Last Updated on May 10, 2015, by eNotes Editorial. Word Count: 393
O’Connor’s first novel, Wise Blood, received hostile reviews when it first appeared in 1952; most readers missed the dark humor and religious intent of the highly unconventional novel. By 1960, O’Connor had earned something of a reputation for her short stories. Critics were more forgiving in their remarks about The Violent Bear It Away. However, few reviews were outright favorable, and most readers expressed confusion at the author’s intent and took exception to the seeming anti-Catholic determinism in the novel, although most commended O’Connor’s finely crafted prose. Sumner J. Ferris, for example, writing in Critique, praised the excellent construction of the novel, but maintained that because of its theme and locale the author’s spiritual vision would not be taken seriously and, further, that O’Connor “will never be considered anything but a Southern woman novelist.”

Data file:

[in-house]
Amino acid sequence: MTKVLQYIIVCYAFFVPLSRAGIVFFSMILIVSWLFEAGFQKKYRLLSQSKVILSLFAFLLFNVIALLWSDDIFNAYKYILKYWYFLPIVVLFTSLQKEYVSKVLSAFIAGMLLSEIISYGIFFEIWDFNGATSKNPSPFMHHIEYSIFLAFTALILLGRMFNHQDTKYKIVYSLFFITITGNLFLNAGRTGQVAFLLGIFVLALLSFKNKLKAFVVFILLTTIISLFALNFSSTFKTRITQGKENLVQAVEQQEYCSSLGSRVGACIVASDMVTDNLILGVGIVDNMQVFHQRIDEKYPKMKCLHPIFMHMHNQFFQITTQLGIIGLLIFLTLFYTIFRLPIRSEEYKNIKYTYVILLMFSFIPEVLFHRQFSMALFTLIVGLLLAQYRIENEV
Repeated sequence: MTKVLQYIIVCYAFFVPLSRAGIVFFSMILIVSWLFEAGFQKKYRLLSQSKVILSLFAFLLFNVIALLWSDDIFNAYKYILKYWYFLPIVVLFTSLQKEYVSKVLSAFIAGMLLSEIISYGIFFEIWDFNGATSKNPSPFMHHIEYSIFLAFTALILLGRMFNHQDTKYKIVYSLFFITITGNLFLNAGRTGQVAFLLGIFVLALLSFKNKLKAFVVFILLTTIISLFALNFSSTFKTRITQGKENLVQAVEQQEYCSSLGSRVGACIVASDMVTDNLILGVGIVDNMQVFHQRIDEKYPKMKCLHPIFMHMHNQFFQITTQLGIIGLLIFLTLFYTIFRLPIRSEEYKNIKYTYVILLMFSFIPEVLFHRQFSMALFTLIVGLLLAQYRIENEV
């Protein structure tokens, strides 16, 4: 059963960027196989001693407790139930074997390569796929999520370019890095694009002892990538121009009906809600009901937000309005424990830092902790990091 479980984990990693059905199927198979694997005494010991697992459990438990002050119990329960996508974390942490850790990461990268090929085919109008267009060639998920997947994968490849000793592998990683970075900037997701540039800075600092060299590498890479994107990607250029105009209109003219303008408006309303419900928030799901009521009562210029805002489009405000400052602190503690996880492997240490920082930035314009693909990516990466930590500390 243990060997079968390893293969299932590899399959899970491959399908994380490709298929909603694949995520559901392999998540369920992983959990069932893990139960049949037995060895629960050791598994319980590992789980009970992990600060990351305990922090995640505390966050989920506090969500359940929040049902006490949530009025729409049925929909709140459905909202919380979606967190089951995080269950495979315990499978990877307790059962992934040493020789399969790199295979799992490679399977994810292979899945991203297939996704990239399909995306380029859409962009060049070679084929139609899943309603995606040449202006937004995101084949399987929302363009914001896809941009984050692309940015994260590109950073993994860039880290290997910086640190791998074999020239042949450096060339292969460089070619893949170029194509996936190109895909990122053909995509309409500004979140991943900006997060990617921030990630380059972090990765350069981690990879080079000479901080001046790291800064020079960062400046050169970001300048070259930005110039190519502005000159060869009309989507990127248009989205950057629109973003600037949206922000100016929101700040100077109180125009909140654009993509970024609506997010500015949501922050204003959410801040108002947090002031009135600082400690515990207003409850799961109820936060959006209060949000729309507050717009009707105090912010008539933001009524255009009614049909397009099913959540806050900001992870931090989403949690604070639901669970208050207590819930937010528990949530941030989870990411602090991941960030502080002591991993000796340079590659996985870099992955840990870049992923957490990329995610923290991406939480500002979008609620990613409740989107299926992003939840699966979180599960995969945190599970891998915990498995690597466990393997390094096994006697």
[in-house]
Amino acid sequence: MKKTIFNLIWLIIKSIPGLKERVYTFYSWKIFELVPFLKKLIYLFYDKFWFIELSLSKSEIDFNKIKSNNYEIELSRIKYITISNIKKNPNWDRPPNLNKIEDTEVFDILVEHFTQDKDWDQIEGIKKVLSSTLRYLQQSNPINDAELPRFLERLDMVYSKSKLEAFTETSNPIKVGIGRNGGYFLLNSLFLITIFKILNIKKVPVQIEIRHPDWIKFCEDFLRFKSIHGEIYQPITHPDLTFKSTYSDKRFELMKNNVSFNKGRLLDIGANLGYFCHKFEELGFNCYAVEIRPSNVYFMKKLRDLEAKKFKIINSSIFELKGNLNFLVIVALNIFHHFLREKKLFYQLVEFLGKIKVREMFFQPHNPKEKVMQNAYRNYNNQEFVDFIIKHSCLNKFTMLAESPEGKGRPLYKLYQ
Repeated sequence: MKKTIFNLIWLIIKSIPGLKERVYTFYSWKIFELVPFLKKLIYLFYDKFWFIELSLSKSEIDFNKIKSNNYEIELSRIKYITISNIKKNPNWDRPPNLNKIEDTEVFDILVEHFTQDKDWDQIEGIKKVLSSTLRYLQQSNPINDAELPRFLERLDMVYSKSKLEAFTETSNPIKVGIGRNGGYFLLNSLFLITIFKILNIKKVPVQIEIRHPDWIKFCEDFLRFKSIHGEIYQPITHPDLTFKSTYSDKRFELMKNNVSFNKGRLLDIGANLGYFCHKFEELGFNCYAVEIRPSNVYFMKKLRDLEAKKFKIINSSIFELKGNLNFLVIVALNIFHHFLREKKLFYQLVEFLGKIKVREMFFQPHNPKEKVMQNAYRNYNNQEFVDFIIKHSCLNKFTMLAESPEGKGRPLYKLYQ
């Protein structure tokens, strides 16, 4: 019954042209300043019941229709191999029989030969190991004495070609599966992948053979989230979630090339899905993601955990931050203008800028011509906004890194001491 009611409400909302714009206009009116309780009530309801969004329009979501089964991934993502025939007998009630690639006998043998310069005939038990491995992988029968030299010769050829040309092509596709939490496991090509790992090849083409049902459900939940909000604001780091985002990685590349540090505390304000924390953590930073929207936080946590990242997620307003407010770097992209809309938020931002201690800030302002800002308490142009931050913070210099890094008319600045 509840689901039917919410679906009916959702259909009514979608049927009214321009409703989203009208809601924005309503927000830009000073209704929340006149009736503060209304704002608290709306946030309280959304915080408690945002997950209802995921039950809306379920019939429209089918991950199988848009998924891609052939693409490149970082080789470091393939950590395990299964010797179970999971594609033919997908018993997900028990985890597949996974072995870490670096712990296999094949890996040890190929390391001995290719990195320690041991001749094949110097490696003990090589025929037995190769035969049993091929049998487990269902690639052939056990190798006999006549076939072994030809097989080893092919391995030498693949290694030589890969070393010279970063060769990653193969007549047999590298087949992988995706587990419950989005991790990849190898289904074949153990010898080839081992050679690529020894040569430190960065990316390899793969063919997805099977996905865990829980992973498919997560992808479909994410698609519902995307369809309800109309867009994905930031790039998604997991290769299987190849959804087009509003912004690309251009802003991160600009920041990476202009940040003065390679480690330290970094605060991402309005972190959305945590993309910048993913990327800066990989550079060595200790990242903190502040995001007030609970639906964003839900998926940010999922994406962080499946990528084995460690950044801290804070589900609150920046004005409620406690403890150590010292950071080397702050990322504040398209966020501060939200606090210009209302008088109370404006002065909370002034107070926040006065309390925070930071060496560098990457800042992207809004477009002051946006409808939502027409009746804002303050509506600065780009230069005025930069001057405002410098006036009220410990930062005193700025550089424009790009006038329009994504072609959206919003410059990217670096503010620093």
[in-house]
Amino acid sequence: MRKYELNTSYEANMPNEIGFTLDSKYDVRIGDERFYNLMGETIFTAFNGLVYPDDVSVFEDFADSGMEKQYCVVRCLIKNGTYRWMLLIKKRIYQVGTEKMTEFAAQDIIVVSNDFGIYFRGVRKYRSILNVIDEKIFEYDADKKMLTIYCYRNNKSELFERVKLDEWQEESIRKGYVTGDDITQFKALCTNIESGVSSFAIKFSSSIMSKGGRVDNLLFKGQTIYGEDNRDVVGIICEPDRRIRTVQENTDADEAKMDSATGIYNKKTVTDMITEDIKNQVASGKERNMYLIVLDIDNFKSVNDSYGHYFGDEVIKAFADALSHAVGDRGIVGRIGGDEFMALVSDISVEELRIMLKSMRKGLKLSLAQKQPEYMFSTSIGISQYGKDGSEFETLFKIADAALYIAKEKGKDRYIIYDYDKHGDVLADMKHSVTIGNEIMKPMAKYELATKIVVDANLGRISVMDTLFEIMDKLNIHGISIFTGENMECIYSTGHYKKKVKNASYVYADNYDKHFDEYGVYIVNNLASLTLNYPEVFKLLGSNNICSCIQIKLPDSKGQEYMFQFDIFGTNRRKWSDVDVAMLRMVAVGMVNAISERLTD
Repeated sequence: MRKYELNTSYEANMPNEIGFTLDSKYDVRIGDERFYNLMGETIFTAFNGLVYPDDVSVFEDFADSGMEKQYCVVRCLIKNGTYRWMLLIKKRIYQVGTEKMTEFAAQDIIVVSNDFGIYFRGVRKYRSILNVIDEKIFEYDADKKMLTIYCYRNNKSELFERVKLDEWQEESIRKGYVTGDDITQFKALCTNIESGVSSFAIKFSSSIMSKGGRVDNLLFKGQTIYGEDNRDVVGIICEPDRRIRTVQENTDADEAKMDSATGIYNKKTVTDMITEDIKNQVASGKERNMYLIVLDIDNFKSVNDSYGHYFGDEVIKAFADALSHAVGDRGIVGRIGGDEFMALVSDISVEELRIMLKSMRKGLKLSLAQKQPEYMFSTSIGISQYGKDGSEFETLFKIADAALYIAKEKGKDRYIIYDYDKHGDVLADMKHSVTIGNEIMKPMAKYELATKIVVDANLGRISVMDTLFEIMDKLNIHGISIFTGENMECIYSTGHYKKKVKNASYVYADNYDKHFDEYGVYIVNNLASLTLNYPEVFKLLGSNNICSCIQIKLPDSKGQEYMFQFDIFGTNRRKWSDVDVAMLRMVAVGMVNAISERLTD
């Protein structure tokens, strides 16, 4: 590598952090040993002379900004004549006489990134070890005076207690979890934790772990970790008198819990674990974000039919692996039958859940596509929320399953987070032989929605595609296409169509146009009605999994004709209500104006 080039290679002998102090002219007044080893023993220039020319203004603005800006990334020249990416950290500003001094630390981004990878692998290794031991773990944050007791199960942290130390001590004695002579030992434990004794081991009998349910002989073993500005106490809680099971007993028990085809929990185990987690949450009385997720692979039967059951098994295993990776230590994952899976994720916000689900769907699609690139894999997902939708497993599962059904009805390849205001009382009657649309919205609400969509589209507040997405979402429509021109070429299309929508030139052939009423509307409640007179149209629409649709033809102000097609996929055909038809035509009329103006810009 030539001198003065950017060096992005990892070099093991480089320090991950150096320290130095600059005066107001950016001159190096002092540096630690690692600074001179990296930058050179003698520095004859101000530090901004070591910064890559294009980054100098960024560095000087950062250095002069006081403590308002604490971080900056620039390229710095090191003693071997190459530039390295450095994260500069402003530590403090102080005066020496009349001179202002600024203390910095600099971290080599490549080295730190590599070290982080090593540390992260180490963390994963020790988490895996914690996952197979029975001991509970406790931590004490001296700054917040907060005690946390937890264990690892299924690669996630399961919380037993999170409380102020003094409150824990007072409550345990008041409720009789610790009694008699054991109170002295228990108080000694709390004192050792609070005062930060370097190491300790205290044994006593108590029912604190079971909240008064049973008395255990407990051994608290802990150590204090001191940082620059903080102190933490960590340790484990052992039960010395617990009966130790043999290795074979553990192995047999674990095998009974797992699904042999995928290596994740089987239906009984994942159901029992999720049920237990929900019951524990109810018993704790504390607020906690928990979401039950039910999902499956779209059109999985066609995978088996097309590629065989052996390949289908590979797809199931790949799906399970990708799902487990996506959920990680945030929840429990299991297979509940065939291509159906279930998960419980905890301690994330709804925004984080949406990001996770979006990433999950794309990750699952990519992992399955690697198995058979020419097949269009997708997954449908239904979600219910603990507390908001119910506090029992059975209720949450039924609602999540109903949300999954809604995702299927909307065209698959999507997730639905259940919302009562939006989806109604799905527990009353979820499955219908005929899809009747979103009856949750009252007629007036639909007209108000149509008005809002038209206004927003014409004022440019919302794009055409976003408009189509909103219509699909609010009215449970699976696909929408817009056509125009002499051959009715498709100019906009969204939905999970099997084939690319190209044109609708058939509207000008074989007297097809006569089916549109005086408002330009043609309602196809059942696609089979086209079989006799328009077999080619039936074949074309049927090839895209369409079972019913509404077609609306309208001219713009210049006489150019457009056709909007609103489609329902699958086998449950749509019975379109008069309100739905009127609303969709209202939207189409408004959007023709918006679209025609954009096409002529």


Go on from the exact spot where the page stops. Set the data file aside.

After O’Connor won the posthumous National Book Award in 1972 for her Collected Stories, critical opinion of her second novel softened further. Although commentators now still acknowledge that it is a difficult book to comprehend, it is emphasized that a close and careful reading reaps considerable rewards—indeed, this is essential to fully appreciate the power and deep complexity of the work. Numerous scholarly works have since been written on the novel, touching on a vast array of subjects—including the depiction of family, the difficult heroism of the protagonist, the significance of hats in the work, the importance of silence, the novel’s multi-layered system of religious symbolism, and the spirituality and psychology of the main characters. Scholars have been aided in their discussions by O’Connor’s letters about her novel, which point out, for example, that the main concern she had when writing it was to explore “the conflict between an attraction for the Holy and the disbelief in it that we breathe in with the air of the times,” as she says in The Habit of Being. Critics continue to explore O’Connor’s handling of this conflict, discussing issues such as her use of irony, humor, and religious symbolism grounded in the particular to emphasize her theme. The novel’s complexity and unusual treatment of difficult spiritual questions, initially seen as its shortcomings, are now regarded as the work’s strengths and evidence of O’Connor’s original and uncompromising vision as a Christian and as a writer.